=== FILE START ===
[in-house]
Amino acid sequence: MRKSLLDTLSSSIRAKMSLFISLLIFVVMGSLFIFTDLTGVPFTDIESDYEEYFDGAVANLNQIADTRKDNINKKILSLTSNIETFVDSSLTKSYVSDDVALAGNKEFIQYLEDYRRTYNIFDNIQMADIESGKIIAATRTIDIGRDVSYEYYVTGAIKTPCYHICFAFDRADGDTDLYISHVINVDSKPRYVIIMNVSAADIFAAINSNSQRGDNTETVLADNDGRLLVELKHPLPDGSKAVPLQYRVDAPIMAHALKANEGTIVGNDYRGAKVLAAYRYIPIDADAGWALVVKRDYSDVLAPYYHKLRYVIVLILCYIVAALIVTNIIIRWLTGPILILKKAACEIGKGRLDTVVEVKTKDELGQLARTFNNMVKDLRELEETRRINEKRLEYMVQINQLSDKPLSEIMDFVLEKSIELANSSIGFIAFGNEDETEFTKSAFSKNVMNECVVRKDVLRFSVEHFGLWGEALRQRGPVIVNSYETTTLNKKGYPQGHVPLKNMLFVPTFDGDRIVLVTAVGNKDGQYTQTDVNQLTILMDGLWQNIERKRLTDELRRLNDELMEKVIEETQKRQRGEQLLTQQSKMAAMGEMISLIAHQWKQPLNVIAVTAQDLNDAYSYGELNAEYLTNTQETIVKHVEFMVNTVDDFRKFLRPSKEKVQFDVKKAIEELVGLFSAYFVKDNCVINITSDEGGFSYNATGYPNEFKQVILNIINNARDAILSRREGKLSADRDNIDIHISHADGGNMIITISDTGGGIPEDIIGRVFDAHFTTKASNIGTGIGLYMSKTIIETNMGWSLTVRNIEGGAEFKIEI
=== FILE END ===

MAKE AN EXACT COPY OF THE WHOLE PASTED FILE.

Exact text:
[in-house]
Amino acid sequence: MRKSLLDTLSSSIRAKMSLFISLLIFVVMGSLFIFTDLTGVPFTDIESDYEEYFDGAVANLNQIADTRKDNINKKILSLTSNIETFVDSSLTKSYVSDDVALAGNKEFIQYLEDYRRTYNIFDNIQMADIESGKIIAATRTIDIGRDVSYEYYVTGAIKTPCYHICFAFDRADGDTDLYISHVINVDSKPRYVIIMNVSAADIFAAINSNSQRGDNTETVLADNDGRLLVELKHPLPDGSKAVPLQYRVDAPIMAHALKANEGTIVGNDYRGAKVLAAYRYIPIDADAGWALVVKRDYSDVLAPYYHKLRYVIVLILCYIVAALIVTNIIIRWLTGPILILKKAACEIGKGRLDTVVEVKTKDELGQLARTFNNMVKDLRELEETRRINEKRLEYMVQINQLSDKPLSEIMDFVLEKSIELANSSIGFIAFGNEDETEFTKSAFSKNVMNECVVRKDVLRFSVEHFGLWGEALRQRGPVIVNSYETTTLNKKGYPQGHVPLKNMLFVPTFDGDRIVLVTAVGNKDGQYTQTDVNQLTILMDGLWQNIERKRLTDELRRLNDELMEKVIEETQKRQRGEQLLTQQSKMAAMGEMISLIAHQWKQPLNVIAVTAQDLNDAYSYGELNAEYLTNTQETIVKHVEFMVNTVDDFRKFLRPSKEKVQFDVKKAIEELVGLFSAYFVKDNCVINITSDEGGFSYNATGYPNEFKQVILNIINNARDAILSRREGKLSADRDNIDIHISHADGGNMIITISDTGGGIPEDIIGRVFDAHFTTKASNIGTGIGLYMSKTIIETNMGWSLTVRNIEGGAEFKIEI